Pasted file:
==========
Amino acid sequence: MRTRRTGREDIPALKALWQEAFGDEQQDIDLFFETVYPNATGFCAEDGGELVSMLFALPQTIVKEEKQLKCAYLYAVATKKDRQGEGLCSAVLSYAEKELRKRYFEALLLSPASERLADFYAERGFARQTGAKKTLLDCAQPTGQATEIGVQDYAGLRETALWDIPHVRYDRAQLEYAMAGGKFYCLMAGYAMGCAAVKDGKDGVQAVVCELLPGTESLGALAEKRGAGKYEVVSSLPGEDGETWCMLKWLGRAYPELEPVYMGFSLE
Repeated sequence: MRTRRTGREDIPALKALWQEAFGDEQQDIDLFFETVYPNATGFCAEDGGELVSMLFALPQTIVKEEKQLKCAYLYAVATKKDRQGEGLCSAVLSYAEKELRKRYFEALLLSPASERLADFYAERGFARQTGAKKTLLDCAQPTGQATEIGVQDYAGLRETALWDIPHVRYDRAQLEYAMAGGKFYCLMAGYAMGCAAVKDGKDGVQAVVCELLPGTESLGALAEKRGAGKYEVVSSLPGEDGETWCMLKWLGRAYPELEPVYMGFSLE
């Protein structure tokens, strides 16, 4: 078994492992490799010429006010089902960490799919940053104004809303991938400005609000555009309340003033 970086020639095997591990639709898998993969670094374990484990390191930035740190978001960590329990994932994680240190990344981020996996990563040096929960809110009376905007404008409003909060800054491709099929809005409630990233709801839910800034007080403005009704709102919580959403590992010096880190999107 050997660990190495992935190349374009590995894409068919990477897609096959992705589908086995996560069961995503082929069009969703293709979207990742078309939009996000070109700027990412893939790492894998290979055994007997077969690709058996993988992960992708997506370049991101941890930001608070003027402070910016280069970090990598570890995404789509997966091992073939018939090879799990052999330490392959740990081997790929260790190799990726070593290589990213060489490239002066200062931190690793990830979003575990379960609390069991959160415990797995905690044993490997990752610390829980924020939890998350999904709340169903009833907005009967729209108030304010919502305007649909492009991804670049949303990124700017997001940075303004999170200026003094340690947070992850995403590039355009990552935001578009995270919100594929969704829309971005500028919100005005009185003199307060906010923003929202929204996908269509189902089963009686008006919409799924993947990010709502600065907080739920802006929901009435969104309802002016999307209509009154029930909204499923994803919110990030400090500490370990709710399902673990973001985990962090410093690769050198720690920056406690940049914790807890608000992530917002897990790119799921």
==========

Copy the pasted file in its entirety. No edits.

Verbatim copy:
Amino acid sequence: MRTRRTGREDIPALKALWQEAFGDEQQDIDLFFETVYPNATGFCAEDGGELVSMLFALPQTIVKEEKQLKCAYLYAVATKKDRQGEGLCSAVLSYAEKELRKRYFEALLLSPASERLADFYAERGFARQTGAKKTLLDCAQPTGQATEIGVQDYAGLRETALWDIPHVRYDRAQLEYAMAGGKFYCLMAGYAMGCAAVKDGKDGVQAVVCELLPGTESLGALAEKRGAGKYEVVSSLPGEDGETWCMLKWLGRAYPELEPVYMGFSLE
Repeated sequence: MRTRRTGREDIPALKALWQEAFGDEQQDIDLFFETVYPNATGFCAEDGGELVSMLFALPQTIVKEEKQLKCAYLYAVATKKDRQGEGLCSAVLSYAEKELRKRYFEALLLSPASERLADFYAERGFARQTGAKKTLLDCAQPTGQATEIGVQDYAGLRETALWDIPHVRYDRAQLEYAMAGGKFYCLMAGYAMGCAAVKDGKDGVQAVVCELLPGTESLGALAEKRGAGKYEVVSSLPGEDGETWCMLKWLGRAYPELEPVYMGFSLE
């Protein structure tokens, strides 16, 4: 078994492992490799010429006010089902960490799919940053104004809303991938400005609000555009309340003033 970086020639095997591990639709898998993969670094374990484990390191930035740190978001960590329990994932994680240190990344981020996996990563040096929960809110009376905007404008409003909060800054491709099929809005409630990233709801839910800034007080403005009704709102919580959403590992010096880190999107 050997660990190495992935190349374009590995894409068919990477897609096959992705589908086995996560069961995503082929069009969703293709979207990742078309939009996000070109700027990412893939790492894998290979055994007997077969690709058996993988992960992708997506370049991101941890930001608070003027402070910016280069970090990598570890995404789509997966091992073939018939090879799990052999330490392959740990081997790929260790190799990726070593290589990213060489490239002066200062931190690793990830979003575990379960609390069991959160415990797995905690044993490997990752610390829980924020939890998350999904709340169903009833907005009967729209108030304010919502305007649909492009991804670049949303990124700017997001940075303004999170200026003094340690947070992850995403590039355009990552935001578009995270919100594929969704829309971005500028919100005005009185003199307060906010923003929202929204996908269509189902089963009686008006919409799924993947990010709502600065907080739920802006929901009435969104309802002016999307209509009154029930909204499923994803919110990030400090500490370990709710399902673990973001985990962090410093690769050198720690920056406690940049914790807890608000992530917002897990790119799921």